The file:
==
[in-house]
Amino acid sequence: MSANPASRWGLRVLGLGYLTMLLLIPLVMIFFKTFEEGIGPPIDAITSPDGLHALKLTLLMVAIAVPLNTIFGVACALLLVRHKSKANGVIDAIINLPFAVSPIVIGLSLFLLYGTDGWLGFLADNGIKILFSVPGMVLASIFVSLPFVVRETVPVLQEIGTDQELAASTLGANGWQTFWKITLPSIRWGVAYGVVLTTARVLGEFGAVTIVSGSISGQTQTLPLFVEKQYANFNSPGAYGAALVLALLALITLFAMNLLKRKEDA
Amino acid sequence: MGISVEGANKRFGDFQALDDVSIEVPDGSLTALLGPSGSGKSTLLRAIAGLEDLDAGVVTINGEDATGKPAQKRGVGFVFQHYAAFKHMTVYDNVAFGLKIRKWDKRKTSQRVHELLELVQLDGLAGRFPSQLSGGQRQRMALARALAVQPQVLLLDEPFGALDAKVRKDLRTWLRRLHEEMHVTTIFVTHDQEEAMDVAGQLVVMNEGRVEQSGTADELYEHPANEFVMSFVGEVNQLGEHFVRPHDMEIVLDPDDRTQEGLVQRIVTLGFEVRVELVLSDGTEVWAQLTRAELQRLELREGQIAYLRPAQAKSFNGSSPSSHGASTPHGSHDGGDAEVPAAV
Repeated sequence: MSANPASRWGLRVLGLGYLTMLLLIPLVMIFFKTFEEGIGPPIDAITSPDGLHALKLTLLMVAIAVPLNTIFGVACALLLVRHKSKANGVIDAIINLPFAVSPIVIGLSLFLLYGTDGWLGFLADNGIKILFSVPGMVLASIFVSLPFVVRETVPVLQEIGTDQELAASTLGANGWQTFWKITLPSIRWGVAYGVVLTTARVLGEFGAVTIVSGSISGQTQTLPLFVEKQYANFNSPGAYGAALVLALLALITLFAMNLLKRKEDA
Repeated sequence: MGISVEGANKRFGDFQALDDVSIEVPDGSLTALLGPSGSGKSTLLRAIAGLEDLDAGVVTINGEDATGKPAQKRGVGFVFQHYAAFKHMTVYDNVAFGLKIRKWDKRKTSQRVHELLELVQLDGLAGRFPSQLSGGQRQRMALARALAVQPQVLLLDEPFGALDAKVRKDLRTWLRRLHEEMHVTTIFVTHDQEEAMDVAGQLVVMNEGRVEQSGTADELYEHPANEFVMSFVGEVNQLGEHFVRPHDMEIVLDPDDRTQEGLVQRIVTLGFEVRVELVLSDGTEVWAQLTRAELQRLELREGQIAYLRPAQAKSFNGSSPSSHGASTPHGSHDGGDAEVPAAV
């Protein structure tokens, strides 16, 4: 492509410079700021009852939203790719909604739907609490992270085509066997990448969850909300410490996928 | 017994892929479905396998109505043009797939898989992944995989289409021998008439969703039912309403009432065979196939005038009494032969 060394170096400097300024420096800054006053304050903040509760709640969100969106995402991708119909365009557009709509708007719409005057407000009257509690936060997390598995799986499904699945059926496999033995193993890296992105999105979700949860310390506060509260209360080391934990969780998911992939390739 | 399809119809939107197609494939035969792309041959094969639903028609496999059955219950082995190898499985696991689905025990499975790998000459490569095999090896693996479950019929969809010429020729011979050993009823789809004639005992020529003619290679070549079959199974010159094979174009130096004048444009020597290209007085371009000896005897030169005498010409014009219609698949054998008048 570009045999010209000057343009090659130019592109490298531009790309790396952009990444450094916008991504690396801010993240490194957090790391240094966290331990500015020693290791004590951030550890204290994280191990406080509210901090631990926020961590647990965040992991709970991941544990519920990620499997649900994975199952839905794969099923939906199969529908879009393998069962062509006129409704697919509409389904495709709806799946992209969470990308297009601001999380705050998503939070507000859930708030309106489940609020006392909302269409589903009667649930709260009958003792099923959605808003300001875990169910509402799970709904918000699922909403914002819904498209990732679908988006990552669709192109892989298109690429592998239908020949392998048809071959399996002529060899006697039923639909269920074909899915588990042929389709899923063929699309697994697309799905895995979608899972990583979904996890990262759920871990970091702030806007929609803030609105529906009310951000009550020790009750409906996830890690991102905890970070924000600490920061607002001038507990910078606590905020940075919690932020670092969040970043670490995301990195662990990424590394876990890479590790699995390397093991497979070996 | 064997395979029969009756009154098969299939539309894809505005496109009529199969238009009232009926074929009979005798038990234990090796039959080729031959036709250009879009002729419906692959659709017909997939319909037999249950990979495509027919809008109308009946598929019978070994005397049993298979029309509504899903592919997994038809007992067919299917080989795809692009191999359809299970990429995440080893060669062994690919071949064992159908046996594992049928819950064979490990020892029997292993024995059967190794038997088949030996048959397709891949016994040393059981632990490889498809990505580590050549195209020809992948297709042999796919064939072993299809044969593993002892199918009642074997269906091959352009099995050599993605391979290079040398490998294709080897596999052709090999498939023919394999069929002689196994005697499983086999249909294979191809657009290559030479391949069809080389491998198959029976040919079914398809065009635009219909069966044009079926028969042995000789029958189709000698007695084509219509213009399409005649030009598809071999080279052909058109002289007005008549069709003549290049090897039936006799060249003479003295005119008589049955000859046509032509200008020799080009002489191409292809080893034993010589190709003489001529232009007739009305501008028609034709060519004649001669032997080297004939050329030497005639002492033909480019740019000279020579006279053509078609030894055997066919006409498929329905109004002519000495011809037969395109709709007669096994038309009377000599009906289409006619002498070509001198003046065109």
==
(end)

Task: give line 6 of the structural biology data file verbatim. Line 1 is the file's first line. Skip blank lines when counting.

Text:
């Protein structure tokens, strides 16, 4: 492509410079700021009852939203790719909604739907609490992270085509066997990448969850909300410490996928 | 017994892929479905396998109505043009797939898989992944995989289409021998008439969703039912309403009432065979196939005038009494032969 060394170096400097300024420096800054006053304050903040509760709640969100969106995402991708119909365009557009709509708007719409005057407000009257509690936060997390598995799986499904699945059926496999033995193993890296992105999105979700949860310390506060509260209360080391934990969780998911992939390739 | 399809119809939107197609494939035969792309041959094969639903028609496999059955219950082995190898499985696991689905025990499975790998000459490569095999090896693996479950019929969809010429020729011979050993009823789809004639005992020529003619290679070549079959199974010159094979174009130096004048444009020597290209007085371009000896005897030169005498010409014009219609698949054998008048 570009045999010209000057343009090659130019592109490298531009790309790396952009990444450094916008991504690396801010993240490194957090790391240094966290331990500015020693290791004590951030550890204290994280191990406080509210901090631990926020961590647990965040992991709970991941544990519920990620499997649900994975199952839905794969099923939906199969529908879009393998069962062509006129409704697919509409389904495709709806799946992209969470990308297009601001999380705050998503939070507000859930708030309106489940609020006392909302269409589903009667649930709260009958003792099923959605808003300001875990169910509402799970709904918000699922909403914002819904498209990732679908988006990552669709192109892989298109690429592998239908020949392998048809071959399996002529060899006697039923639909269920074909899915588990042929389709899923063929699309697994697309799905895995979608899972990583979904996890990262759920871990970091702030806007929609803030609105529906009310951000009550020790009750409906996830890690991102905890970070924000600490920061607002001038507990910078606590905020940075919690932020670092969040970043670490995301990195662990990424590394876990890479590790699995390397093991497979070996 | 064997395979029969009756009154098969299939539309894809505005496109009529199969238009009232009926074929009979005798038990234990090796039959080729031959036709250009879009002729419906692959659709017909997939319909037999249950990979495509027919809008109308009946598929019978070994005397049993298979029309509504899903592919997994038809007992067919299917080989795809692009191999359809299970990429995440080893060669062994690919071949064992159908046996594992049928819950064979490990020892029997292993024995059967190794038997088949030996048959397709891949016994040393059981632990490889498809990505580590050549195209020809992948297709042999796919064939072993299809044969593993002892199918009642074997269906091959352009099995050599993605391979290079040398490998294709080897596999052709090999498939023919394999069929002689196994005697499983086999249909294979191809657009290559030479391949069809080389491998198959029976040919079914398809065009635009219909069966044009079926028969042995000789029958189709000698007695084509219509213009399409005649030009598809071999080279052909058109002289007005008549069709003549290049090897039936006799060249003479003295005119008589049955000859046509032509200008020799080009002489191409292809080893034993010589190709003489001529232009007739009305501008028609034709060519004649001669032997080297004939050329030497005639002492033909480019740019000279020579006279053509078609030894055997066919006409498929329905109004002519000495011809037969395109709709007669096994038309009377000599009906289409006619002498070509001198003046065109």